Patios and fences can be a haven for old spider and cobwebs and if they are currently unoccupied then sweep those away too.
Now this one will sound strange but stay with me, clean the outside of bins.
In any inspection, people are going to probably walk past your bins and if they are dirty, it will just put the feeling of messiness in people’s minds.
It’s all in the Edges
The difference that trimming the edges of a lawn can make is even better than mowing it.
You can get away with a lawn a few centimetres longer than might be optimal if the edges are neat and clean.
This is where the eye goes to in a garden … the edges!
We humans are wired to look for edges so play on that and do the borders of everything first.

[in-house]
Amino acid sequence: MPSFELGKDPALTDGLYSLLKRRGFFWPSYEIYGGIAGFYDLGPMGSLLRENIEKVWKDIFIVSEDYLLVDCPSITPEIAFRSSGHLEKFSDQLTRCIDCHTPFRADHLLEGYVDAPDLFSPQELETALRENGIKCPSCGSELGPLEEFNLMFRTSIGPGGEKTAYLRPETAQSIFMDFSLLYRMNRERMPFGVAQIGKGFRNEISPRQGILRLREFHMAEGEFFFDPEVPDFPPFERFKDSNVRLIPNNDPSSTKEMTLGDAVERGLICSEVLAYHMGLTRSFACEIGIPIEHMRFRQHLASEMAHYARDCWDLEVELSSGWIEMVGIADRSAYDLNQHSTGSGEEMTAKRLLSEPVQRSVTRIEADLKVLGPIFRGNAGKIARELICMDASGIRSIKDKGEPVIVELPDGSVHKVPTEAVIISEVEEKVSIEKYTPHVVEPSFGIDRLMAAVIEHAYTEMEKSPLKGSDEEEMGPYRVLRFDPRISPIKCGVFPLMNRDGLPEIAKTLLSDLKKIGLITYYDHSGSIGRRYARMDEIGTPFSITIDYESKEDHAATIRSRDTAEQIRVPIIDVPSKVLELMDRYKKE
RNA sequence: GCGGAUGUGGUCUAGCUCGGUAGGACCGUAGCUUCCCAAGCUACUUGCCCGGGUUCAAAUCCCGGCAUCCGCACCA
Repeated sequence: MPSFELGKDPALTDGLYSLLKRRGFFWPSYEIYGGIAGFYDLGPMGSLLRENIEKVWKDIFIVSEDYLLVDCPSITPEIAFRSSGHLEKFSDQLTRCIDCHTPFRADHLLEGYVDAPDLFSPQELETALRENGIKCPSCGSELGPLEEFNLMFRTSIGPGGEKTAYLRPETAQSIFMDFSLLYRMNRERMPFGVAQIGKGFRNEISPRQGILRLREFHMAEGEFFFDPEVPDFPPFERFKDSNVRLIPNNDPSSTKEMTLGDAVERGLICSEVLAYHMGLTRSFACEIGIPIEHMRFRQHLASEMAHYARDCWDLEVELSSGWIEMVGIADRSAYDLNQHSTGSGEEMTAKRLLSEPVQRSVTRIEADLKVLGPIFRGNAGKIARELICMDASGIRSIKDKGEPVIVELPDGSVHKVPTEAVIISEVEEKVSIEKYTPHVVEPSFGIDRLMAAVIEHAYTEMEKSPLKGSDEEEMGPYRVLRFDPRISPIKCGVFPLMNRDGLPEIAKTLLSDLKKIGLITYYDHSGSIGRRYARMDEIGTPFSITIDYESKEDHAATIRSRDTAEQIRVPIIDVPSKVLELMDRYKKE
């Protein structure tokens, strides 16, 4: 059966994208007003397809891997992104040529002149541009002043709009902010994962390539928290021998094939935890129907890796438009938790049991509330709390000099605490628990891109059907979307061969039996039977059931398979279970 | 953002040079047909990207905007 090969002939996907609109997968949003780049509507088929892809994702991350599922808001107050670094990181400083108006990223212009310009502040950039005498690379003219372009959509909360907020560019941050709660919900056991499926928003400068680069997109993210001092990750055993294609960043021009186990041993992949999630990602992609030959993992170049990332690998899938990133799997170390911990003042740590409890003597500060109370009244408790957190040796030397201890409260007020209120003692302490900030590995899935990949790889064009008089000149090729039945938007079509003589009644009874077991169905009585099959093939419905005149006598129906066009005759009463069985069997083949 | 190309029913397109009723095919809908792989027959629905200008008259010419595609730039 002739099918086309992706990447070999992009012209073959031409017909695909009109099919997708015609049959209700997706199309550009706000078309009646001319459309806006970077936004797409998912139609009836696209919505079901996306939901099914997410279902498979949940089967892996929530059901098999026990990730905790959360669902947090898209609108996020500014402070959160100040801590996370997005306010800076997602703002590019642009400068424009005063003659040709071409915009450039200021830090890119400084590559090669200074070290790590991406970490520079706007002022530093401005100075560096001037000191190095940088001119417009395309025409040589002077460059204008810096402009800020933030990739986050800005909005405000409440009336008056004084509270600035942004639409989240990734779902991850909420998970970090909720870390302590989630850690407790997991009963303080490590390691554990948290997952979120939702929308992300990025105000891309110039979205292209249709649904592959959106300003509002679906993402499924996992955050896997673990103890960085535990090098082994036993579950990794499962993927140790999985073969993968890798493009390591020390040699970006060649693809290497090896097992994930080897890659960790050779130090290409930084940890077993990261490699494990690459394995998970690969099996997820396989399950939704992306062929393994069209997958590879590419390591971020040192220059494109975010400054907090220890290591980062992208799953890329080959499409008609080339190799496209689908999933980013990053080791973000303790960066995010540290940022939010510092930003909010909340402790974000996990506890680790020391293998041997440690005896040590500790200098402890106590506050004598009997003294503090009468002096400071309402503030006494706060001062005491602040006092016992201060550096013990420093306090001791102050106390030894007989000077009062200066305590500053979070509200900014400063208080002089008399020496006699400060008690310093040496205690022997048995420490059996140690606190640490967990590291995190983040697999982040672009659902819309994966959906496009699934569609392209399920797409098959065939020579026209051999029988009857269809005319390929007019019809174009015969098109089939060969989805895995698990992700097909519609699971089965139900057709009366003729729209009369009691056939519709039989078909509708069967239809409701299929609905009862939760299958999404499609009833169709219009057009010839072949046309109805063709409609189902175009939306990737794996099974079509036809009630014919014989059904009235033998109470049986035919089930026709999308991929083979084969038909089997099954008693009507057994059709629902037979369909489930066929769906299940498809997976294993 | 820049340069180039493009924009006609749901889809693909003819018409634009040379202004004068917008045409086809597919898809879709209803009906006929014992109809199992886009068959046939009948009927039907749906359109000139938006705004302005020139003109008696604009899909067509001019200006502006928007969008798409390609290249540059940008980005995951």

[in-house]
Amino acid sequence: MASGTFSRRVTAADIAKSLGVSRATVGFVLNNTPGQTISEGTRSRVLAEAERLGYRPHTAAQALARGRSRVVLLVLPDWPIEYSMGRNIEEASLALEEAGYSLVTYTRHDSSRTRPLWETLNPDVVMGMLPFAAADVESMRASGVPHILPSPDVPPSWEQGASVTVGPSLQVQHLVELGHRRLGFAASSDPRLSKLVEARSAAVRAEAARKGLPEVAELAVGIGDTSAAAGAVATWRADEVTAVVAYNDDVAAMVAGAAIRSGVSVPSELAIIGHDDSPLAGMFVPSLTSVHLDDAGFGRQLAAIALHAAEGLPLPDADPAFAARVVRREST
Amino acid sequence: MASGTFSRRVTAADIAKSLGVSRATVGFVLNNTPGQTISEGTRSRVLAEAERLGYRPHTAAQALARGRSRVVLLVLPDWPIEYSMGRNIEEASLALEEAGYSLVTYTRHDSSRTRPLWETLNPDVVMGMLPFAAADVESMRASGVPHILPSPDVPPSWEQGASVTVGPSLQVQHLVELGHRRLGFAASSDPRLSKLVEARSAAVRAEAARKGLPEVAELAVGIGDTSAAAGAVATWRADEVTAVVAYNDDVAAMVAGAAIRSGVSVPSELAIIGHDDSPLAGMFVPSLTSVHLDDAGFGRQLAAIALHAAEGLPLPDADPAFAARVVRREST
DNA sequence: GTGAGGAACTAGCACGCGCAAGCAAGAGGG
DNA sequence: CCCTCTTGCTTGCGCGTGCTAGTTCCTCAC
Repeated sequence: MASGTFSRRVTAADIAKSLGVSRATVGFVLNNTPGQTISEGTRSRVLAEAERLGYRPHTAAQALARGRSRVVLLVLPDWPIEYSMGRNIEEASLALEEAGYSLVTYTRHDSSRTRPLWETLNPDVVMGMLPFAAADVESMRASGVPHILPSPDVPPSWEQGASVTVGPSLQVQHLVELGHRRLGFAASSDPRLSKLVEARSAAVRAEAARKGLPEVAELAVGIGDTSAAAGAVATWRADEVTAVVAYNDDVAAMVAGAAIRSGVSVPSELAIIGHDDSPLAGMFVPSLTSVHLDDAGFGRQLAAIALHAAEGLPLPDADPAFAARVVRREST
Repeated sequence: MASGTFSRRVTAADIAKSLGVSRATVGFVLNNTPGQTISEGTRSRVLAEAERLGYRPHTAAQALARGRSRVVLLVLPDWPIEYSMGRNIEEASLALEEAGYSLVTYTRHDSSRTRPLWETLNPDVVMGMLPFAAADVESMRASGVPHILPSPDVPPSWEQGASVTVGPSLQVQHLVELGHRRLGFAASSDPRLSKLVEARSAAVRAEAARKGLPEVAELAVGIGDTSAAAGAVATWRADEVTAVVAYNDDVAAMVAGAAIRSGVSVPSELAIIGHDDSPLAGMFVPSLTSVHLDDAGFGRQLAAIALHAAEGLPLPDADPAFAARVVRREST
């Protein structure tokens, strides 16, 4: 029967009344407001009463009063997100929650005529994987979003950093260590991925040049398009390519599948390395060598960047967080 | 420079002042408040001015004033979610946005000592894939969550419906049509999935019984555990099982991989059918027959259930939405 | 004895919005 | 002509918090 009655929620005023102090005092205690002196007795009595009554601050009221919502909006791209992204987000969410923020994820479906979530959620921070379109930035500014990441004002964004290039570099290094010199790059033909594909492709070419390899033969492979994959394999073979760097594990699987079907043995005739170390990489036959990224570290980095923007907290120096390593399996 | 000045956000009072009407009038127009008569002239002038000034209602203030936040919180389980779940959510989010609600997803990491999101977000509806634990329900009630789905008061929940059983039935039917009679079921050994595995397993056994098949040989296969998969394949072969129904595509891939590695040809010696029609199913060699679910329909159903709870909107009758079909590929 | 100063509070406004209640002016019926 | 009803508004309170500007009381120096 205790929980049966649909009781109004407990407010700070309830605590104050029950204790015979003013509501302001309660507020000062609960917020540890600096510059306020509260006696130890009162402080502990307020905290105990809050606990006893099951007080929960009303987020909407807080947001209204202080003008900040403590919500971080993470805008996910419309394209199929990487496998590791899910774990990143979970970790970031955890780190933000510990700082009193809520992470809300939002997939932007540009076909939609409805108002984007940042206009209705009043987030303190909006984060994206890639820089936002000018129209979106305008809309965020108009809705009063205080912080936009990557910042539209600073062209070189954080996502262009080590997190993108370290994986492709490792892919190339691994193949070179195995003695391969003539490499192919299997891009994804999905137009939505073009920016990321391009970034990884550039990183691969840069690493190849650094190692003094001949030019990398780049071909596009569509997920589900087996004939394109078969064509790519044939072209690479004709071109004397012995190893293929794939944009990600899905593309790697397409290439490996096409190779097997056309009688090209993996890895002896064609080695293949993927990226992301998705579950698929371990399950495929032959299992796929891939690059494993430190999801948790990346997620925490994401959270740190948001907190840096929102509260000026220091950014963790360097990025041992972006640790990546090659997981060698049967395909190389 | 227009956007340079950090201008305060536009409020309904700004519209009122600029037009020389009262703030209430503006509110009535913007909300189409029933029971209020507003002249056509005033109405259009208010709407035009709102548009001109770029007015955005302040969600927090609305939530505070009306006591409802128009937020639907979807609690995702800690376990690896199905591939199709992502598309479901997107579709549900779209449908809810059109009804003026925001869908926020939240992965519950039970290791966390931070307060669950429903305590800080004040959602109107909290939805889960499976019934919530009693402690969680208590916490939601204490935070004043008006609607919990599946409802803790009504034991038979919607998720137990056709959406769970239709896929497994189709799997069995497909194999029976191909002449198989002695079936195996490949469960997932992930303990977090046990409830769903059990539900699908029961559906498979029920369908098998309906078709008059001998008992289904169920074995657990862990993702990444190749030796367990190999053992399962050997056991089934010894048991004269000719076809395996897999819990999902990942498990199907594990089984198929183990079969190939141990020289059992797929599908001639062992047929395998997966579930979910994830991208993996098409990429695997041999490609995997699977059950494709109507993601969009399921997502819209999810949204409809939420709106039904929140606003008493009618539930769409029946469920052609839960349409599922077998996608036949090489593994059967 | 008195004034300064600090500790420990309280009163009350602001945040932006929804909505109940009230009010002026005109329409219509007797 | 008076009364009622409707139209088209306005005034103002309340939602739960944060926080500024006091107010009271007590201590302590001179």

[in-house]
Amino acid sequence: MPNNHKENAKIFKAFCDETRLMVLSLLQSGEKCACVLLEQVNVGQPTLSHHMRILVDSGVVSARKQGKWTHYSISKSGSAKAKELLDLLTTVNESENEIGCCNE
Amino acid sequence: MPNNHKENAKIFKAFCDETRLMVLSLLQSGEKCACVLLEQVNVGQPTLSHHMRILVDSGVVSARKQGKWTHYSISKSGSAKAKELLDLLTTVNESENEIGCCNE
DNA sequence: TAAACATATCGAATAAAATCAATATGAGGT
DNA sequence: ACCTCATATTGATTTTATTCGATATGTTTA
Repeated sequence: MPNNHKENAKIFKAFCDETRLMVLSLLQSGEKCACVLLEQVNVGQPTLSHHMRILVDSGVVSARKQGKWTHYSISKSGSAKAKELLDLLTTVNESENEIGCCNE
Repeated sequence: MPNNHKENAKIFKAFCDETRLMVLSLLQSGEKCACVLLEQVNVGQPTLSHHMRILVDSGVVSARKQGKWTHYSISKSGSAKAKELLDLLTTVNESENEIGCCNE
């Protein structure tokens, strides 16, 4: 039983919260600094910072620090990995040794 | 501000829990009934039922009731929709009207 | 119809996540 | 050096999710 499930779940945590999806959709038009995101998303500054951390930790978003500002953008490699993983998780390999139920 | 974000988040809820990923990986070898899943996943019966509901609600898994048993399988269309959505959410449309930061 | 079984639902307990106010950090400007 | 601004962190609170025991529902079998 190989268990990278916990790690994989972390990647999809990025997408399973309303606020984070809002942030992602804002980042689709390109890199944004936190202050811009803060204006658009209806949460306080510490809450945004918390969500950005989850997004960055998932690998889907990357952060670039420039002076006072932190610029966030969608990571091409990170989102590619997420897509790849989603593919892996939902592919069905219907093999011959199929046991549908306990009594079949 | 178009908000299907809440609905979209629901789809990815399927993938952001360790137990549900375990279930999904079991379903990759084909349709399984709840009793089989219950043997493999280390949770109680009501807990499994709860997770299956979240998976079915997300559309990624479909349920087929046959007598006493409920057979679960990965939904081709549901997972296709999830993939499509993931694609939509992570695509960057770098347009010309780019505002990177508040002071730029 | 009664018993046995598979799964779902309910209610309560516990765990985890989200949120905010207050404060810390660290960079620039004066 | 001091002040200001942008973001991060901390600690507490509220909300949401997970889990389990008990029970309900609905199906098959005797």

Even if your garden is a flowing organic jungle, neat edges will still create a feeling of tidiness and care.
While native grasses look stunning arched in a cascading fountain of leaves over a path, a collected rabble of botanical debris sitting under them just feels messy.
Clear away what’s underneath and this will not only define the path and edges but also make your feature plants pop.
Trim it Off
Stand in the front of your garden space, in a position that a visitor is likely to first stand and look.
What do you see that looks messy in the way because it is hanging into the garden?
Are there palm fronds that are tangled in a heap of overgrowth? Vines choking other plants? Small branches that are just too much for now?
Off you go and chop them all off.
Now isn’t the time for major tree lopping, it’s a tidy up.
Hedges can be a bit of a headache, especially if you rent and are not too sure how to go about trimming them.